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Types of classification
Alternatively, diseases may be classified according to the organ system involved, though this is often complicated since many diseases affect more than one organ.
A chief difficulty in nosology is that diseases often cannot be defined and classified clearly, especially when cause or pathogenesis are unknown. Thus diagnostic terms often only reflect a symptom or set of symptoms (syndrome).
Traditionally diseases were defined as syndromes by their symptoms. When more information is available, they are also defined by the damage they produce. When cause is known, they are better defined by their cause, though still important are their characteristics.
Probably the last described kind of diseases are molecular diseases, defined by their molecular characteristics. This was introduced in November 1949, with the seminal paper, "Sickle Cell Anemia, a Molecular Disease", in Science magazine, Linus Pauling, Harvey Itano and their collaborators laid the groundwork for establishing the field of molecular medicine.
Several classifications of diseases have been historically proposed, and normally all of them assign a code to every supported disease. Some of them codify diseases following the path of the classification tree, and others like SNOMED use a multifactor classification system.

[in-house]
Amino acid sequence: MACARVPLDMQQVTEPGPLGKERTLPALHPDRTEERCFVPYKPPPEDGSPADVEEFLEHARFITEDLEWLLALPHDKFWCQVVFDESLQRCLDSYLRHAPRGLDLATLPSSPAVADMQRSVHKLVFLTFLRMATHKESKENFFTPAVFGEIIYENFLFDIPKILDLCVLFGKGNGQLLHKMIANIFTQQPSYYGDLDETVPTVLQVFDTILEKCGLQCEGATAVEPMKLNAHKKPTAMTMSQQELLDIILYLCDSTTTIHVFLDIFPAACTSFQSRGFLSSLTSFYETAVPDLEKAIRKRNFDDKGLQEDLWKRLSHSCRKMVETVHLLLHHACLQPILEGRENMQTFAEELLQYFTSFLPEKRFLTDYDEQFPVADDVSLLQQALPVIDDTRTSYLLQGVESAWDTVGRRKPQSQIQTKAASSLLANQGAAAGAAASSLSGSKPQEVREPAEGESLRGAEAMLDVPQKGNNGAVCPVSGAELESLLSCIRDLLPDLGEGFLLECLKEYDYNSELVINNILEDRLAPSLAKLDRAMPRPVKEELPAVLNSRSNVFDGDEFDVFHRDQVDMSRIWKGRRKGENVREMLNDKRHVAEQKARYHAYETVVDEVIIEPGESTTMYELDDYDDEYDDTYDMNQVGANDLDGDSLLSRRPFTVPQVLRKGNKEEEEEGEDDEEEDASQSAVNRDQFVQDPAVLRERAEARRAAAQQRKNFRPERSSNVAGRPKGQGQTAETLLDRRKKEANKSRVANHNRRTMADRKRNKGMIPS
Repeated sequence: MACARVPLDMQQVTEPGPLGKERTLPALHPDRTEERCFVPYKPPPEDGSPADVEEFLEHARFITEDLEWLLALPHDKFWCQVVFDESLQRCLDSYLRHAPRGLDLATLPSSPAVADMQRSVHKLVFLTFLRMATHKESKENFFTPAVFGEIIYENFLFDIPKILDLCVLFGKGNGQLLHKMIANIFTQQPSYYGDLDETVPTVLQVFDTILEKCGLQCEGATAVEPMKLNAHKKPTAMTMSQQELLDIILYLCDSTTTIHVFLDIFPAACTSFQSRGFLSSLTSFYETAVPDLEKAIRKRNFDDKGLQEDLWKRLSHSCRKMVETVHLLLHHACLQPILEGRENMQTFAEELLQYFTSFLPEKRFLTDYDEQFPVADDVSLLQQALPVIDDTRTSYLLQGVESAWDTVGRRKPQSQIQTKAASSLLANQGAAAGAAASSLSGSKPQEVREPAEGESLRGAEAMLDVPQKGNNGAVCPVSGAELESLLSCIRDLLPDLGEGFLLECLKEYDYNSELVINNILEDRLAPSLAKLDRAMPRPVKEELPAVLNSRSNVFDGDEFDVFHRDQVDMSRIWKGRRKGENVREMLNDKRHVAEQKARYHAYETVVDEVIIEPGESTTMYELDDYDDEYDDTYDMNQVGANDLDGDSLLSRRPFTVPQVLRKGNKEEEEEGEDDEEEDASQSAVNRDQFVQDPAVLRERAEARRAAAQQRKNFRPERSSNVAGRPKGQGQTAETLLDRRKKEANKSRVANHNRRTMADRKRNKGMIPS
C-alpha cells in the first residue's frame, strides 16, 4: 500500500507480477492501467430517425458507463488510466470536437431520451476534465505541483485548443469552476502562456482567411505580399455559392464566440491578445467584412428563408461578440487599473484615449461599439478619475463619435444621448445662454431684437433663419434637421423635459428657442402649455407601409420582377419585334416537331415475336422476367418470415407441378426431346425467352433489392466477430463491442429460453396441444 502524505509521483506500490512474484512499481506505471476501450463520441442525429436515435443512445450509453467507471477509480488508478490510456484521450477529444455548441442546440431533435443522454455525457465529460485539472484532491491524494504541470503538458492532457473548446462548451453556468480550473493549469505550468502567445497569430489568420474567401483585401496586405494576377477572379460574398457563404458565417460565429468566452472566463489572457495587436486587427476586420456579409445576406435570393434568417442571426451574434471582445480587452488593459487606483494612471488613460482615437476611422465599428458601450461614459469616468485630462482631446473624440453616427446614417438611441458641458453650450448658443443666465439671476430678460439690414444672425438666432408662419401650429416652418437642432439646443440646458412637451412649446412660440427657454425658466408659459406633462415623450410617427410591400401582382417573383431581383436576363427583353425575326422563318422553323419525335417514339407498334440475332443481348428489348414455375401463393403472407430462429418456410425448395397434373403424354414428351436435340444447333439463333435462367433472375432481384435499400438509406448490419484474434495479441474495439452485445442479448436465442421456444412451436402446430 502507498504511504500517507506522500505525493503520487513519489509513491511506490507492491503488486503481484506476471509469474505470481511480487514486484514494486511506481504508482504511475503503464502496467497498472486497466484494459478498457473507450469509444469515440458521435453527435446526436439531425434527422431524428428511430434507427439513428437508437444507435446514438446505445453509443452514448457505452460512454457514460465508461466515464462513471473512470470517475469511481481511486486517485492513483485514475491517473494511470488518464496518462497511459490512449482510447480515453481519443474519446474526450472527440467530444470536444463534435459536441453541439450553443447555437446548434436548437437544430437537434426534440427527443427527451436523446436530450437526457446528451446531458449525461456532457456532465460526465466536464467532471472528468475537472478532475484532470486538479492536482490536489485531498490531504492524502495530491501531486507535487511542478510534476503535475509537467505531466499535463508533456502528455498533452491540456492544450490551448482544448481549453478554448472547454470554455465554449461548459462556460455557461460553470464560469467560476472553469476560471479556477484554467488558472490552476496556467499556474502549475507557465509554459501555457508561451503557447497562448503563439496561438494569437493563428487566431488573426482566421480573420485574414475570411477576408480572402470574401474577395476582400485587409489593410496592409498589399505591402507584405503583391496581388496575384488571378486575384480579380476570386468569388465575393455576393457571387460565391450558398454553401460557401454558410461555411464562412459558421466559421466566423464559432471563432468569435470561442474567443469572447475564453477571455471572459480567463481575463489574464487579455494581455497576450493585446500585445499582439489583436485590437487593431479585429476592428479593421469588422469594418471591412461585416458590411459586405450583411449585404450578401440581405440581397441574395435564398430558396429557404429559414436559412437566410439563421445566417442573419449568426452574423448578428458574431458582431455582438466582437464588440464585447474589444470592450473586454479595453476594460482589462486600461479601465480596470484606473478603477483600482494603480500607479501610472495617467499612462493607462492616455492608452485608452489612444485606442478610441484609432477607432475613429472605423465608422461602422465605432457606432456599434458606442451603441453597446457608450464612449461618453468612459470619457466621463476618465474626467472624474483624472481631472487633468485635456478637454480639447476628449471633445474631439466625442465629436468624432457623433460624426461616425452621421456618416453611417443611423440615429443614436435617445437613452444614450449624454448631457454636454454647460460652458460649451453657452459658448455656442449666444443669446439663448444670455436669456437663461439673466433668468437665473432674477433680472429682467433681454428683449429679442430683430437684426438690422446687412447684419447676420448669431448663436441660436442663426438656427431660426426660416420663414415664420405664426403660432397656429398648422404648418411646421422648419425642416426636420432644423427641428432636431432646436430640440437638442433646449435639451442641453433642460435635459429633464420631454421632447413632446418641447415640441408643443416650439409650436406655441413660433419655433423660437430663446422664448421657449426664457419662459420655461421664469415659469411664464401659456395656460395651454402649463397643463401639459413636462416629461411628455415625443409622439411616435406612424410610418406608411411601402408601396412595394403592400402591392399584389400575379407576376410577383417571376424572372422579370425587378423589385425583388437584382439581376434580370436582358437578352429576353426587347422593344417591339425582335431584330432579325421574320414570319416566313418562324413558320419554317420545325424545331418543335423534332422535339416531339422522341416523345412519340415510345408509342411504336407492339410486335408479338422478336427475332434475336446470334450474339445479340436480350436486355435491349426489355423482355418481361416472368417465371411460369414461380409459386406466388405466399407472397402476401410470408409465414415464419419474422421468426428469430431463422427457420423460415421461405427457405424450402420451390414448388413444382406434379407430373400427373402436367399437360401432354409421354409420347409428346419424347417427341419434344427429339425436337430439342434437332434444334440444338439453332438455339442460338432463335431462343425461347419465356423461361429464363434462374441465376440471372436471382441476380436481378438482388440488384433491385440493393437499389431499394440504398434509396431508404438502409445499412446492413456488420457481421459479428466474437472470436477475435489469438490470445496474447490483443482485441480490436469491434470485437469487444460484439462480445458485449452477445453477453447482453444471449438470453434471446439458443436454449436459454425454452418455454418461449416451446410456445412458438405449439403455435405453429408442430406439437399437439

The most known coding system is the World Health Organization ICD-Series, but there are other accepted classifications like DOCLE, NANDA or SNOMED Historically there were others like Berkson Coding System that are not maintained anymore.
There are also coding systems for symptoms presents in the diseases and biological findings. They are normally included in medical dictionaries, also with a codification system. Some of them are MeSH (Medical Subject Headings), COSTART (Coding Symbols for Thesaurus of Adverse Reaction Terms) or MedDRA (Medical Dictionary for Regulatory Activities) Other systems like Current Procedural Terminology do not deal directly with diseases but with the related procedures.